The Vulcano Fan Palm is similar in many ways to its close relative; its hardy, very good in the wind, clump forming and slow growing. The main difference is the compact form and stiffness of the fronds which gives Vulcano Fan Palm a very interesting and artful form.
Its slow growth rate, and its compact growth habit means Vulcano Fan Palm, like Chamaerops humilis, is just about the only hardy palm tree that keeps so compact. For this reason it makes an excellent specimen in a container, or for usage in confined spaces.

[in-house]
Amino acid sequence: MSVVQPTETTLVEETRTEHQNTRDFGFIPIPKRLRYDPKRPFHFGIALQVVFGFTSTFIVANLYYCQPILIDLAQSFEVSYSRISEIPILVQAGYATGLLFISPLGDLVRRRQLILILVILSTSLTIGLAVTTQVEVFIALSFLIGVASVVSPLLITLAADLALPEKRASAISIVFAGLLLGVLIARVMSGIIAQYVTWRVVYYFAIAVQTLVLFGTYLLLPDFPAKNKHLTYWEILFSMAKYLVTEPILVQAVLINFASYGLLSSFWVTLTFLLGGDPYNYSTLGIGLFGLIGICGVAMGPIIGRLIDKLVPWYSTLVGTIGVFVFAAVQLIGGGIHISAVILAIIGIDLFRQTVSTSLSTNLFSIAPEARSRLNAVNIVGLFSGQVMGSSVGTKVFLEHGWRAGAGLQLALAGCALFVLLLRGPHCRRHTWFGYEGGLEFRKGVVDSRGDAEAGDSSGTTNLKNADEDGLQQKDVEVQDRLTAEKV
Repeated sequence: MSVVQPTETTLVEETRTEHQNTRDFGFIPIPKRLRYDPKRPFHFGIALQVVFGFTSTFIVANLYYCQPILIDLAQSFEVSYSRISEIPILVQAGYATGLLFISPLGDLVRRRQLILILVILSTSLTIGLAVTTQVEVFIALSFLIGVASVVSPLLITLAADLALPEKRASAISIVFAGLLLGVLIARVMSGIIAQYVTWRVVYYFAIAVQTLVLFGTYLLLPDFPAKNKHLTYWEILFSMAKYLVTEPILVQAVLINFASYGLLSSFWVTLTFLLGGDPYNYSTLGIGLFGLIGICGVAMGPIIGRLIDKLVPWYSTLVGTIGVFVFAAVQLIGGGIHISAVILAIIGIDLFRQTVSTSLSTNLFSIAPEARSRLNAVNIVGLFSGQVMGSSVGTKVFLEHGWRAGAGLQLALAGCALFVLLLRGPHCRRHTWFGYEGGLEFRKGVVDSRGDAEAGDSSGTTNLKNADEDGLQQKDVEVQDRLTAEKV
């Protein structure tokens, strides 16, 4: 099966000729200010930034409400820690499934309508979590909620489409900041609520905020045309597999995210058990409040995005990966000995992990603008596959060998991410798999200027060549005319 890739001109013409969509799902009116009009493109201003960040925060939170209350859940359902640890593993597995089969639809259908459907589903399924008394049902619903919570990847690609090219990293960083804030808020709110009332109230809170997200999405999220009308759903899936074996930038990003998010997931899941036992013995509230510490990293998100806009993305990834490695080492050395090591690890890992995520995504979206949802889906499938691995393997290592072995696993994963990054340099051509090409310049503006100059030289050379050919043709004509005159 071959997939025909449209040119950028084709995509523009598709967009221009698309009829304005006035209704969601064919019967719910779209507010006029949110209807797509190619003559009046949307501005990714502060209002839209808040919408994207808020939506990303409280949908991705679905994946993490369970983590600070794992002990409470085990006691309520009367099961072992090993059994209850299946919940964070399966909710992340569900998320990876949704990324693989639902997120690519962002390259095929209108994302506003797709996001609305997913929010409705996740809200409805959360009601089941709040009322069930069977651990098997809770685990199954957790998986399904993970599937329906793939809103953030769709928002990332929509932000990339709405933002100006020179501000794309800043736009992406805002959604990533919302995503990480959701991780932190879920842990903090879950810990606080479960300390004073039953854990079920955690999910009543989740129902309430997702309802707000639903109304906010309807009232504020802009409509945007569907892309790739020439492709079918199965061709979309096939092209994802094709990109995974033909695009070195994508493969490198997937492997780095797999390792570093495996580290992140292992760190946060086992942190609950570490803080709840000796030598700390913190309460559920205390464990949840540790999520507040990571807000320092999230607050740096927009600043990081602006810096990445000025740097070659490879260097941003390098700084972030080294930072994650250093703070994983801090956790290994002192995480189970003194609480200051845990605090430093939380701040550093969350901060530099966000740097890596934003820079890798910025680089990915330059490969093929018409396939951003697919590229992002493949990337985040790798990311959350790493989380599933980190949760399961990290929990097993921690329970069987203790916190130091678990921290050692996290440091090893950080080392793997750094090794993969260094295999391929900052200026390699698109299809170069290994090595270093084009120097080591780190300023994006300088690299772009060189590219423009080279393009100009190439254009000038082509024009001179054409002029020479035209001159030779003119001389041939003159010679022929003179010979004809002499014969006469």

Chamaerops Vulcano requires little upkeep, other than a monthly application of foliar feed from mid-April to September and a little pruning back of old fronds in spring and autumn.
Try mixing up Chamaerops Vulcano in an exotic border with the Date Palm (Phoenix canariensis) and the Chusan Palm (Trachycarpus fortunei) for a truly spectacular display.
Chamaerops Vulcano is a real collectors item, not so much for its rarity but simply because it’s special.